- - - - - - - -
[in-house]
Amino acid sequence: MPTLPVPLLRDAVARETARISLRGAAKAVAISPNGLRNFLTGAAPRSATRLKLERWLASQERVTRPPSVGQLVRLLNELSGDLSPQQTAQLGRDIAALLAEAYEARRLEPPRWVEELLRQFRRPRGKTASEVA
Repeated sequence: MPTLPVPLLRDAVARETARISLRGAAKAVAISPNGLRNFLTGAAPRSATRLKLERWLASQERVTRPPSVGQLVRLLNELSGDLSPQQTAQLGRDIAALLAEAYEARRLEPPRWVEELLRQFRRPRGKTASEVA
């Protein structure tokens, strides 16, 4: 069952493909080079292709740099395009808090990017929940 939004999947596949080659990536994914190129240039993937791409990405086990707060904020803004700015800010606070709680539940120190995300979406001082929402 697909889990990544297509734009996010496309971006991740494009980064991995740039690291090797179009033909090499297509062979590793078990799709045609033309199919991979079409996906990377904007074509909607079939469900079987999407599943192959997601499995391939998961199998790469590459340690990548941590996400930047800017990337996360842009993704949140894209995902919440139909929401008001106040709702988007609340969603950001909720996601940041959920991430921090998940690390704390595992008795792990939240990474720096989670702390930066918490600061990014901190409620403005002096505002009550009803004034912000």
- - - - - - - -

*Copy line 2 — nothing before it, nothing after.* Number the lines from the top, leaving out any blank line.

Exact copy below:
Amino acid sequence: MPTLPVPLLRDAVARETARISLRGAAKAVAISPNGLRNFLTGAAPRSATRLKLERWLASQERVTRPPSVGQLVRLLNELSGDLSPQQTAQLGRDIAALLAEAYEARRLEPPRWVEELLRQFRRPRGKTASEVA